The court did not grant the motion of the attorneys for Bokhonko to refuse to the evidence that was obtained during the search without witnesses. The court also heard the motion of the attorneys to declare as inadmissible evidence the narcotic substance because it was  withdrawn  from the anal channel of Bokhonko by a policeman and not a specialist . An attorney for Bokhonko, Nino Andriashvili, a lawyer for the Human Rights Center, stated at the trial that the search of the anal channel is not a search envisaged by the Code and it could not have been mentioned as a ‘search” in the documents and protocols. “The action is an examination rather than search. A personal search can be carried out on the clothes, personal items or on the body of the detainee. However, we cannot find a “search in the body” in the code. According to Article 350 of the Criminal Procedural Code of Georgia Bokhonko was to be examined and not searched. The examination, according to the law, was to be carried out by a doctor though it did not happen in this particular case.”

The court did not obey the law which states that in case of necessity only a specialist shall examine the anal channel of the suspect and in the medical center; the law prohibits the policemen to carry out this procedure. The court did not admit that the Georgian law enforcement officers blatantly breached the rights of the Ukrainian citizen and that a medical examination was carried out by certain Kokhta Kodua, the head of the operative team. The prosecutor explained that the law was breached because of urgent necessity of the search though it is unreasonable explanation.

If the suspected was carrying the narcotic substance by his body, the policemen could take him to the corresponding medical center and examine him in accordance to the law.

Orest Bokhonko stated to the court that he was shown yellow bag and the powder in it after he recovered. They were on the table separately. The policemen clarified that the powder in the bag was narcotic substance “Metadon” which was in Bokhonko’s body wrapped in the yellow balloon. However, nobody explained where the yellow balloon disappeared. Today, there is only polyethylene bag as evidence in the case materials. According to the law enforcement officers they got rid of the balloon because it was dirty and stinky. If the policemen from Zugdidi district had been aware of the Georgian legislation as well as the proctology, they could have understood that they were losing precious evidence while throwing away the balloon; with this proof they could estimate that the narcotic substance was really withdrawn from Bokhonko’s body. On the one hand, according to the law, the evidence cannot be considered legal if it is not sealed and preserved as soon as it was obtained. On the other hand, destroying the yellow balloon, which was the main proof in the case, makes it impossible to prove whether it was really in Bokhonko’s body or not.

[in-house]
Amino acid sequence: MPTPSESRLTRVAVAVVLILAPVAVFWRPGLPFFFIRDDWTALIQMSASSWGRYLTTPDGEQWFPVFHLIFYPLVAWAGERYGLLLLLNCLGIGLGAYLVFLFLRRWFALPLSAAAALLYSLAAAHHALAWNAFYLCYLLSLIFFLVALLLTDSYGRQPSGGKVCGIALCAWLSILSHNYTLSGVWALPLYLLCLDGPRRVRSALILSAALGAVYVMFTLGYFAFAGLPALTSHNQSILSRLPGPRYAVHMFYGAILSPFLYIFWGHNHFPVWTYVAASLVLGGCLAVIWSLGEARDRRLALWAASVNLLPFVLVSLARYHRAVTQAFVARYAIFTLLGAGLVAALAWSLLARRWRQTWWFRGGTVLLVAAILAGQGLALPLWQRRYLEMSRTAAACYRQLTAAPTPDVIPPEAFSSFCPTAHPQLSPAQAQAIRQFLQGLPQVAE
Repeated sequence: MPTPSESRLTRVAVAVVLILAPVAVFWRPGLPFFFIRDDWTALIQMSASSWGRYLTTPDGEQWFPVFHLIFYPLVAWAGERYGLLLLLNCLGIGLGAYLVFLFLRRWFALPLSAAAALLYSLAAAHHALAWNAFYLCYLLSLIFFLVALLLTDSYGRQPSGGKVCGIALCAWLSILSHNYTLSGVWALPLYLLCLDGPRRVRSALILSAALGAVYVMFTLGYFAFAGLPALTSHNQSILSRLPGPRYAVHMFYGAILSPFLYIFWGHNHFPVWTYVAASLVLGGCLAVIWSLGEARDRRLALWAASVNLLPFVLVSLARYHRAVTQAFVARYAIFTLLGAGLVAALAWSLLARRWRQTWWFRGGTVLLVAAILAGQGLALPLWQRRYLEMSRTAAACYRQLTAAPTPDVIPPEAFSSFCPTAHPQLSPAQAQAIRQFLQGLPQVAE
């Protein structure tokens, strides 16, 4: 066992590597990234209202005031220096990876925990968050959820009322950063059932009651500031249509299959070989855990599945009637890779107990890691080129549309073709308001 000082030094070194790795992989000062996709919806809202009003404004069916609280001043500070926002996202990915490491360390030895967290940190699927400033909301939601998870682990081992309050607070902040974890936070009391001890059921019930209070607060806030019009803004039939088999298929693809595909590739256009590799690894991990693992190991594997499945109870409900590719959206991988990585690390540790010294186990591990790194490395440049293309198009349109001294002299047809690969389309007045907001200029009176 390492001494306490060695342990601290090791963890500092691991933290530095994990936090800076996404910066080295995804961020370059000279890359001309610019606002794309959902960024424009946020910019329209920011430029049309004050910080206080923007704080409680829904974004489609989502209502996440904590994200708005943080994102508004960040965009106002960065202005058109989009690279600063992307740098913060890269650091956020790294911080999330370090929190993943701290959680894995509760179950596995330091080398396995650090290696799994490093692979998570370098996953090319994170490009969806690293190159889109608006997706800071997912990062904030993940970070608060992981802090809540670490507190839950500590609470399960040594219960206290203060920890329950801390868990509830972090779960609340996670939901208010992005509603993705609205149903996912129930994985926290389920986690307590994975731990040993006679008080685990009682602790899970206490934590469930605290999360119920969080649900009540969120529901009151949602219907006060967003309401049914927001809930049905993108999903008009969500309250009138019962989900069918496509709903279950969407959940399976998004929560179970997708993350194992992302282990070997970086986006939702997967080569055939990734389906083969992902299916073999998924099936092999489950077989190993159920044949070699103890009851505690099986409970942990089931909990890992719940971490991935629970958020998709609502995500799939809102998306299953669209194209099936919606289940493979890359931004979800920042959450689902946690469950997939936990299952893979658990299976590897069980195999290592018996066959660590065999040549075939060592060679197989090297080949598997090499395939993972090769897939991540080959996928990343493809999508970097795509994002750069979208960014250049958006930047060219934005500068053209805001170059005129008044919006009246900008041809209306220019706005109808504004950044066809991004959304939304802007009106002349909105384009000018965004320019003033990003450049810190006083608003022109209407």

As a rule, the court had to refuse to admit the evidence obtained through breaking the law during the preliminary investigation. But the court did not do that. The same court (with Lela Shkubuliani as a judge) found the detention and search of Bokhonko carried out by the investigator Janashia illegal and requested the prosecutor’s office to continue the investigation to take all necessary measures. “With the judgment the court pleaded that the investigator had obtained the evidence through breaking the law that means the court accused Janashia in the criminal offence. However, the court refused to declare the evidence illegal; and it is unclear,” said Nino Andriashvili, a lawyer from the Human Rights Center. Finally, although the attorneys for Bokhonko managed to prove that the evidence was obtained through breaking the law, the judge Shkubuliani accepted the evidence. It really means accepting unacceptable evidence.

Orest Bokhonko, who was sentenced to two-month pretrial detention by Judge Jeiran Morgoshia at Zugdidi district court, was repeating one and the same permanently: “Is this a country which wants to join the European Union?” First he asked this question during the detention and repeats it now too. However, he knows that nobody answers the questions in this country. He does not hope the Appeal Court will reply to him because it is also part of the judicial system which searched him in the body. The attorneys are about to appeal to the Human Rights European Court, though that appeal  will take years. Only one thing is important for Bokhonko: he wants to leave this country soon and forever. He appeals to the Ukrainian Embassy to Georgia and requests the government of his country to allow him to serve his prison term in the Ukraine.

Lia Toklikishvili
Head of the journalistic investigation
The article was prepared by the Human Rights Center and Magazine “Sitkva”
within the project “Monitoring of Judiciary System in Georgia”
with financial support of the Eurasian Partnership Foundation